Black People Least Likely to Believe People Can Magically Change Gender
"Trans women of color" has become the magical slogan of intersectionality, invoking the ultimate condensed victim class on whose behalf any power grab can be justified.
But they may want to put their political appropriation on hold.
A Pew survey shows that black people are the least likely to believe that people can magically change genders by thinking themselves female.
Six-in-ten U.S. adults say that whether a person is a man or a woman is determined by their sex assigned at birth. This is up from 56% one year ago and 54% in 2017.
The propaganda is actually backfiring.
Most Democrats say that whether a person is a man or a woman can be different from their sex at birth (61% vs. just 13% of Republicans).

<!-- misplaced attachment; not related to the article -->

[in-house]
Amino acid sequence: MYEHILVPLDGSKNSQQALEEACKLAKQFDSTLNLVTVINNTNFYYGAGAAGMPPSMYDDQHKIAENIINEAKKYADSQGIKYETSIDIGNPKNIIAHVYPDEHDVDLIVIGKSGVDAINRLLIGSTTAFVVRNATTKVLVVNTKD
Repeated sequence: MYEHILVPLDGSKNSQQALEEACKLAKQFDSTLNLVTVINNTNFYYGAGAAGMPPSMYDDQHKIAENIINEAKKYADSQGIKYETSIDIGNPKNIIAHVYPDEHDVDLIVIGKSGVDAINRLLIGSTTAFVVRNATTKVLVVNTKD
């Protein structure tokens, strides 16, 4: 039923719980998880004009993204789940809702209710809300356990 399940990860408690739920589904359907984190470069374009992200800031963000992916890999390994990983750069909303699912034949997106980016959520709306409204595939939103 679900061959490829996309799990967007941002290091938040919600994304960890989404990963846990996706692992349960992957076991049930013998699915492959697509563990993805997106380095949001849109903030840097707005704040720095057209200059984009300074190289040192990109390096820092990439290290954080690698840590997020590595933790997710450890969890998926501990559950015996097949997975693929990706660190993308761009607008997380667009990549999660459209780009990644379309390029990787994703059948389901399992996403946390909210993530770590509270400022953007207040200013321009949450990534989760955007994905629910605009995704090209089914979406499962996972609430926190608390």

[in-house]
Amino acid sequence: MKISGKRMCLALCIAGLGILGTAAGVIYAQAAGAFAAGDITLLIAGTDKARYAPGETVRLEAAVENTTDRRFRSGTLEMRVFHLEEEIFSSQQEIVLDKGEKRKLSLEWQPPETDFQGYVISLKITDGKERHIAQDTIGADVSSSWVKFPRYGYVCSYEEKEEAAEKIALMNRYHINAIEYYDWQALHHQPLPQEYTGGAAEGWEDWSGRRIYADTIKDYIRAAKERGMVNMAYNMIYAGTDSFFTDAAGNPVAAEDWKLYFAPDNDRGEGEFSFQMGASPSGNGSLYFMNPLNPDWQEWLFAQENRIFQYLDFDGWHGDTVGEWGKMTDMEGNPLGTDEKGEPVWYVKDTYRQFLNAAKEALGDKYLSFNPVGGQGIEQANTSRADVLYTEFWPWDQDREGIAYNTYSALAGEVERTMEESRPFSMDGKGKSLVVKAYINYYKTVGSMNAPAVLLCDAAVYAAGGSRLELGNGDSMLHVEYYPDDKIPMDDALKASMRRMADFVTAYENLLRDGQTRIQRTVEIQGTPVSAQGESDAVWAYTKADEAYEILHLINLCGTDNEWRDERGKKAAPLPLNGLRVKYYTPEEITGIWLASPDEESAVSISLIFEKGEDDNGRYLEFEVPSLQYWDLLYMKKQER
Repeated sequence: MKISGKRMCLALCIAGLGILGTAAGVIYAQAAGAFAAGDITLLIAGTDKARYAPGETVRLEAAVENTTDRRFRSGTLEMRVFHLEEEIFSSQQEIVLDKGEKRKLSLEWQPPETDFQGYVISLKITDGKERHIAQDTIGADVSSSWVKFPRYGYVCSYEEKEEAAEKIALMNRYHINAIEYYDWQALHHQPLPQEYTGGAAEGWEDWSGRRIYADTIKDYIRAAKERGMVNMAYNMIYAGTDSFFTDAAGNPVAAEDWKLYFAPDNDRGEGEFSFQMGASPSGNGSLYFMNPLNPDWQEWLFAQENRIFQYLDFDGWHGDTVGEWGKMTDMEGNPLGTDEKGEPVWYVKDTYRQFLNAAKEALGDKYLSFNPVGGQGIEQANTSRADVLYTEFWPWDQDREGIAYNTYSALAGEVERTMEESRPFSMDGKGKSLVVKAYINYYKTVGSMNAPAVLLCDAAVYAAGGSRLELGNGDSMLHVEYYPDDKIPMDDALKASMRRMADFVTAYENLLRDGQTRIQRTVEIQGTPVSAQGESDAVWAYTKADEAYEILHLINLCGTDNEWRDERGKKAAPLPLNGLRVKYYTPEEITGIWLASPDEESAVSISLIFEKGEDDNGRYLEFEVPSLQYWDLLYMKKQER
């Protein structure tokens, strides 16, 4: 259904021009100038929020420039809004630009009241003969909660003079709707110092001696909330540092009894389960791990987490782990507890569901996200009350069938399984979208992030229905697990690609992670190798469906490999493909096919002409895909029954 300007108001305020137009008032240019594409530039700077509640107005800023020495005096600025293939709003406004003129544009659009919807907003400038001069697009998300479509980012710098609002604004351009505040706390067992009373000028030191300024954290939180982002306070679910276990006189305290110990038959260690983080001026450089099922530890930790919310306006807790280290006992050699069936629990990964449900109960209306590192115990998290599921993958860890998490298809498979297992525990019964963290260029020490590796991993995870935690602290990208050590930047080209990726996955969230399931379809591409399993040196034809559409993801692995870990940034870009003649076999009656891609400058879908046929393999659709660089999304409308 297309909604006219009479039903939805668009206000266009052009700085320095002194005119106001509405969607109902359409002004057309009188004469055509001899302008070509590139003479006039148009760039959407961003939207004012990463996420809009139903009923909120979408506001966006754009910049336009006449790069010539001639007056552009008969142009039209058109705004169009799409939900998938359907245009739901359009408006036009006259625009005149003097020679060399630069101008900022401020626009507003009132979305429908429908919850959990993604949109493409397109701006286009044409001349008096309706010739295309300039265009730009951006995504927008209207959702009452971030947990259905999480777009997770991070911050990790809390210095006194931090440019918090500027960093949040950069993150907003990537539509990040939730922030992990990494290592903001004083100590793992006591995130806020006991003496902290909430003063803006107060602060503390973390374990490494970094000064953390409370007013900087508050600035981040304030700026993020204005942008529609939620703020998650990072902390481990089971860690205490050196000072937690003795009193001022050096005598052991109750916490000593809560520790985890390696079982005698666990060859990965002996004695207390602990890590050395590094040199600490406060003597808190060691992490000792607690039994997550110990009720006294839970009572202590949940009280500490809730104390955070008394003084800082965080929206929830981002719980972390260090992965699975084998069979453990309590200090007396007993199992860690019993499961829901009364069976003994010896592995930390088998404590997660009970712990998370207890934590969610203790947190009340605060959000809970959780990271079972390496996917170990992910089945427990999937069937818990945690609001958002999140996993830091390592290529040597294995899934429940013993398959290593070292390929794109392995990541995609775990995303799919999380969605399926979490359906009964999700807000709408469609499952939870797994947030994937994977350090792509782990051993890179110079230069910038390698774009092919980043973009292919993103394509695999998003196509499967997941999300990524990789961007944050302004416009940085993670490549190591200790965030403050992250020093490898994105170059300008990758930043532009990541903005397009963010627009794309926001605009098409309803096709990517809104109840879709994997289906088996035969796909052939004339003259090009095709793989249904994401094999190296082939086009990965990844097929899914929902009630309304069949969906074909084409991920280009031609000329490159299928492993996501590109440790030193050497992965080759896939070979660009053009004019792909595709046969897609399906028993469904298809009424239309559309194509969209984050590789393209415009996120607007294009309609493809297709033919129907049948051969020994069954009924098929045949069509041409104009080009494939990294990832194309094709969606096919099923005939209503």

Also, they believe that the government can magically make as much money as it wants and inflation will go away if you ignore it.
The view that a person’s gender is determined by their sex assigned at birth is more common among those with lower levels of educational attainment and those living in rural areas or in the Midwest or South. This view is also more prevalent among men and black people.
The same people who wrote that sentence also probably attended a whole bunch of sessions on critical race theory and unconscious bias.
Anyway, 61% of white people believe that you are born a man or a woman, and 38% disagree.
68% of black people believe it and only 31% disagree.
The numbers are much more anti-reality among Hispanics and Asians, though majorities still believe in reality.
In more good news, 43% of Americans say that societal views on gender identity are changing too quickly.